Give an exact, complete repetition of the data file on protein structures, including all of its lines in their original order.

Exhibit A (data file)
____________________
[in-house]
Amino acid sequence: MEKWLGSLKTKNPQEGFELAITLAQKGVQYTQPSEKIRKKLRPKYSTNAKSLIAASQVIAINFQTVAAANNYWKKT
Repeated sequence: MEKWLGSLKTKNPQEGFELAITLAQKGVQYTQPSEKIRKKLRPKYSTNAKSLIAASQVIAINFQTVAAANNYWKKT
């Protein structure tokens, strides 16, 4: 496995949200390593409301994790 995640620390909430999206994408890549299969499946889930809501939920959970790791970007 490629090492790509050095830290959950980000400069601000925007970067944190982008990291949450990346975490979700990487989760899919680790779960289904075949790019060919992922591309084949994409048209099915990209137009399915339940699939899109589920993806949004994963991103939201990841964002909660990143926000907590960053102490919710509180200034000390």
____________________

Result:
[in-house]
Amino acid sequence: MEKWLGSLKTKNPQEGFELAITLAQKGVQYTQPSEKIRKKLRPKYSTNAKSLIAASQVIAINFQTVAAANNYWKKT
Repeated sequence: MEKWLGSLKTKNPQEGFELAITLAQKGVQYTQPSEKIRKKLRPKYSTNAKSLIAASQVIAINFQTVAAANNYWKKT
């Protein structure tokens, strides 16, 4: 496995949200390593409301994790 995640620390909430999206994408890549299969499946889930809501939920959970790791970007 490629090492790509050095830290959950980000400069601000925007970067944190982008990291949450990346975490979700990487989760899919680790779960289904075949790019060919992922591309084949994409048209099915990209137009399915339940699939899109589920993806949004994963991103939201990841964002909660990143926000907590960053102490919710509180200034000390």